You may not be familiar with the Viltrox brand, but it has been coming out with some excellent fast primes for APS-C mirrorless cameras, including for the Canon EF-M mount. The Viltrox AF 56mm F1.4 is our pick for portraiture, as its focal length evens out to a headshot-friendly 90mm when mounted on an APS-C camera.
As we discovered in our review, image quality from the Viltrox is generally very impressive, even when the lens is used wide open at f/1.4, and bokeh from the lens has a lovely dreamy quality to it.
At this price, there’s little to complain about with this lens – it’s heaps more interesting than anything Canon has produced for the EF-M mount. The only real downsides are that it’s not weather-sealed, and stills photographers may find it irritating that the aperture ring doesn't have a clickable option.
See our full Viltrox 56mm F1.4 AF review
Portrait lenses with a telephoto focal length and f/1.4 aperture tend to be big and heavy. By stark contrast, this Sigma prime is blissfully compact and tips the scales at just 280g. It’s supremely well balanced on lightweight EOS M bodies, on which it has a very portrait-friendly 90mm 'effective’' focal length.
Although small and light, it’s well built with a metal mounting plate and Sigma’s usual 'Thermally Stable Composite' material. The high-quality optical path includes two aspherical elements, one of which is made from SLD (Special Low Dispersion) glass.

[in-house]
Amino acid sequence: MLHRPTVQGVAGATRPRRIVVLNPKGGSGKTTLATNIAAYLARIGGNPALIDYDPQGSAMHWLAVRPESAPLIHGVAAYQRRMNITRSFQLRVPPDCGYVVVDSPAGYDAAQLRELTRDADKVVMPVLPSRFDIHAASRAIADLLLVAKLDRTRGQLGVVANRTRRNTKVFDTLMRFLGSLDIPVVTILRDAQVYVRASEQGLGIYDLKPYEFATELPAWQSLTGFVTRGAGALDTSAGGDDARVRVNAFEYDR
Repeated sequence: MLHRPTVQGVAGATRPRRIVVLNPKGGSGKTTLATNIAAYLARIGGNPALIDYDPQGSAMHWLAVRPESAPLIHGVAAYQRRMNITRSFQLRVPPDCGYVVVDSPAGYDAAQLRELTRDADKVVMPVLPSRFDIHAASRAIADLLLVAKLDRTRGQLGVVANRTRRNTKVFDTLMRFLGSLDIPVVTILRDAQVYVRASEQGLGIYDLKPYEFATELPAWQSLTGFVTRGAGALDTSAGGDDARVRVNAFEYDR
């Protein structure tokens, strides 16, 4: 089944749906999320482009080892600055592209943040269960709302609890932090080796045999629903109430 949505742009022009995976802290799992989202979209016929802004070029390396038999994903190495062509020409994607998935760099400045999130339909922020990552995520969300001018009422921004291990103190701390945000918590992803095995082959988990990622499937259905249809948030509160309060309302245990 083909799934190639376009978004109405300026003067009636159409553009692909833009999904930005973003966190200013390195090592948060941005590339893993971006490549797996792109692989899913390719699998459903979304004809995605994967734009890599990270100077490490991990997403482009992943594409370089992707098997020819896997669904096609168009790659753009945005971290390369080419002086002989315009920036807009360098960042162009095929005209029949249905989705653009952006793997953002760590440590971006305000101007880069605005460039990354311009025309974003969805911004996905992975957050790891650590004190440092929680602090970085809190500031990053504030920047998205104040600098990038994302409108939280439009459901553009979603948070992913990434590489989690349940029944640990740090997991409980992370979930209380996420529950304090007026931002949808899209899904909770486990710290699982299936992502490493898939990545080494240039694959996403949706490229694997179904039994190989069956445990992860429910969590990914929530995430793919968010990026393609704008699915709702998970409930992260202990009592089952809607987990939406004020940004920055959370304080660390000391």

Autofocus is fast and very accurate, based on a stepping motor, along with an electronically coupled manual focus ring. The net result is a compact lens that combines excellent sharpness with beautifully smooth bokeh, ideal for portraiture.
See our full Sigma 56mm f/1.4 DC DN | C review
This is another of Sigma's Contemporary prime lenses for the Canon EF-M mount – and it is a little beauty! The big attraction is the f/1.4 maximum aperture, coupled with a wide-angle view that gives an effective focal length of 25.6mm. And although the Viltrox prime is wider, the Sigma does give you the distinct benefit of autofocus. This is a useful lens to have in your bag for architecture, landscapes and for group portraits. We loved the build quality of this lens in our test, but were also impressed by the image quality in our laboratory investigations, noting that the sharpness and contrast ar maintained very well even at the widest f/1.4 aperture.
See our full Sigma 16mm f/1.4 DC DN C review
How we test lenses
We test lenses using both real world sample images and lab tests. Our lab tests are carried out scientifically in controlled conditions using the Imatest testing suite, which consists of custom charts and analysis software that measures resolution in line widths/picture height, a measurement widely used in lens and camera testing. We find the combination of lab and real-word testing works best, as each reveals different qualities and characteristics.